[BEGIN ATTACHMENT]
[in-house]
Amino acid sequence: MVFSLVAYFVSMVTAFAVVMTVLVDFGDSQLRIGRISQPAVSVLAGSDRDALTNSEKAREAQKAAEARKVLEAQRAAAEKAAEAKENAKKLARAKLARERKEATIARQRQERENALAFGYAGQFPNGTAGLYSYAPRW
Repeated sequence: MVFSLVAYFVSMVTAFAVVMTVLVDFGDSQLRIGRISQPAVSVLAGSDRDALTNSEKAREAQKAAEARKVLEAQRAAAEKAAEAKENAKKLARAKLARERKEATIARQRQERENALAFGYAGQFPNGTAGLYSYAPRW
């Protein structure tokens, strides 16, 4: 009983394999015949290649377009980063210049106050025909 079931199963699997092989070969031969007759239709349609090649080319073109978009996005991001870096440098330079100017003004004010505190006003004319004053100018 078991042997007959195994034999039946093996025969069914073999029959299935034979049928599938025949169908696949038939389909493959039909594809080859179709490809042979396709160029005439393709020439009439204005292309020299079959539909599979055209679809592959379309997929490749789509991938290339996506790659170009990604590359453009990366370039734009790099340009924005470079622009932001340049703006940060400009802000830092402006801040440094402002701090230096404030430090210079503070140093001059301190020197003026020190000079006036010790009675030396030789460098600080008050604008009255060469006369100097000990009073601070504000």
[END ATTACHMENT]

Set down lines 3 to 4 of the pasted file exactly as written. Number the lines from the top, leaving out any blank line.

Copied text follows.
Repeated sequence: MVFSLVAYFVSMVTAFAVVMTVLVDFGDSQLRIGRISQPAVSVLAGSDRDALTNSEKAREAQKAAEARKVLEAQRAAAEKAAEAKENAKKLARAKLARERKEATIARQRQERENALAFGYAGQFPNGTAGLYSYAPRW
């Protein structure tokens, strides 16, 4: 009983394999015949290649377009980063210049106050025909 079931199963699997092989070969031969007759239709349609090649080319073109978009996005991001870096440098330079100017003004004010505190006003004319004053100018 078991042997007959195994034999039946093996025969069914073999029959299935034979049928599938025949169908696949038939389909493959039909594809080859179709490809042979396709160029005439393709020439009439204005292309020299079959539909599979055209679809592959379309997929490749789509991938290339996506790659170009990604590359453009990366370039734009790099340009924005470079622009932001340049703006940060400009802000830092402006801040440094402002701090230096404030430090210079503070140093001059301190020197003026020190000079006036010790009675030396030789460098600080008050604008009255060469006369100097000990009073601070504000």